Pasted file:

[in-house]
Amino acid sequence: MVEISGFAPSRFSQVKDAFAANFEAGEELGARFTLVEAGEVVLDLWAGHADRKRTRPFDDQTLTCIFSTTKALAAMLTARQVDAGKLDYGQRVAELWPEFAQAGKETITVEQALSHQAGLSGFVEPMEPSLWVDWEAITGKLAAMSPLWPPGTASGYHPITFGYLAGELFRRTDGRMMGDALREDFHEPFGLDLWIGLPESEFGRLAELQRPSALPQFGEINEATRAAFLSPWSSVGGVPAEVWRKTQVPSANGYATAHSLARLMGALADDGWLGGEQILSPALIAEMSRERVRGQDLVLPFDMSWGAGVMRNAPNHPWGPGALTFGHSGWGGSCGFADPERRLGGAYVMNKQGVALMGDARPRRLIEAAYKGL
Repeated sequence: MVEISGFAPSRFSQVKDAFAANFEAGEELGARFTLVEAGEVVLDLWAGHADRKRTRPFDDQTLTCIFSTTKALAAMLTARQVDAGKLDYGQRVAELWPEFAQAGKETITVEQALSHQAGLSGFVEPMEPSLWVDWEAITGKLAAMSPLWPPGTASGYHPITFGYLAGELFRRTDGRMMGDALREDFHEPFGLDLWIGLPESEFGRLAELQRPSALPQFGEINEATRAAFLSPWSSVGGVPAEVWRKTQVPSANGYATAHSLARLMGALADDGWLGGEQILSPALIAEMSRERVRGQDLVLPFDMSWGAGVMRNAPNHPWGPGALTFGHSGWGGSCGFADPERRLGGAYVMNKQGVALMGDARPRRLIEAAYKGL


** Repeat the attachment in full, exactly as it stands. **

[in-house]
Amino acid sequence: MVEISGFAPSRFSQVKDAFAANFEAGEELGARFTLVEAGEVVLDLWAGHADRKRTRPFDDQTLTCIFSTTKALAAMLTARQVDAGKLDYGQRVAELWPEFAQAGKETITVEQALSHQAGLSGFVEPMEPSLWVDWEAITGKLAAMSPLWPPGTASGYHPITFGYLAGELFRRTDGRMMGDALREDFHEPFGLDLWIGLPESEFGRLAELQRPSALPQFGEINEATRAAFLSPWSSVGGVPAEVWRKTQVPSANGYATAHSLARLMGALADDGWLGGEQILSPALIAEMSRERVRGQDLVLPFDMSWGAGVMRNAPNHPWGPGALTFGHSGWGGSCGFADPERRLGGAYVMNKQGVALMGDARPRRLIEAAYKGL
Repeated sequence: MVEISGFAPSRFSQVKDAFAANFEAGEELGARFTLVEAGEVVLDLWAGHADRKRTRPFDDQTLTCIFSTTKALAAMLTARQVDAGKLDYGQRVAELWPEFAQAGKETITVEQALSHQAGLSGFVEPMEPSLWVDWEAITGKLAAMSPLWPPGTASGYHPITFGYLAGELFRRTDGRMMGDALREDFHEPFGLDLWIGLPESEFGRLAELQRPSALPQFGEINEATRAAFLSPWSSVGGVPAEVWRKTQVPSANGYATAHSLARLMGALADDGWLGGEQILSPALIAEMSRERVRGQDLVLPFDMSWGAGVMRNAPNHPWGPGALTFGHSGWGGSCGFADPERRLGGAYVMNKQGVALMGDARPRRLIEAAYKGL